As he recalls his family's troubled history during the Iranian Revolution in which his father was imprisoned and never caved, the old man's voice echoes Bahari's own. Later, as Bahari eagerly covers protests against the election results — in which Mahmoud Ahmadinejad's landscape victory was deemed a fix — Twitter hashtags spreading word of the outcry beam forth from the journalist's screen and swirl through the streets. "The Daily Show" can get away with playing fast and loose with its visual approach, but in "Rosewater" they're a distraction.

    It doesn't help that Stewart never settles on a singular tone. Opening scenes in which government agents accuse Bahari of collecting porn by sifting through his collection of movies and music register as comedy; other scenes bluntly tell the story in predictable terms.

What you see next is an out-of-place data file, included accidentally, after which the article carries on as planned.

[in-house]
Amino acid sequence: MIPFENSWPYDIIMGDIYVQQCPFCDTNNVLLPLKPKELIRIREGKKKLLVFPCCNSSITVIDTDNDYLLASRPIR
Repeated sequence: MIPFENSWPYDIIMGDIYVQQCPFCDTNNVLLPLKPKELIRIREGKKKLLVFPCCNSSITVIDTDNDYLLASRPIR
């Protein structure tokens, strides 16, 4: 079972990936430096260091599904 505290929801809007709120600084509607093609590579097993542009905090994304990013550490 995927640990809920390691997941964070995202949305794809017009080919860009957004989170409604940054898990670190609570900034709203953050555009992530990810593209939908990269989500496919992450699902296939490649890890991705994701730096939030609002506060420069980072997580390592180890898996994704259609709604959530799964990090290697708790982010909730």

Whenever Bahari manages to defy his captors, "Rosewater" transforms into an enthusiastic look at the prospects for change in Iran in contrast to the failed attempts in earlier decades. But to that end, its finest moments emerge from the pileup of media reports and documentary footage of the streets.

    Together, they showcase a tension between the powerful real-life story behind the events — initially chronicled in Bahari's own tome "Then They Came For Me"— and the lightweight drama written around them. Bahari's imaginary dialogues with his late father, conducted to pass the time in his vacant cell, have a restrained theatricality that rank among the movie's best written moments. But his sentimental exchanges with his wife (Claire Foy) and mother (Shohreh Aghdashloo) reek of inauthenticity.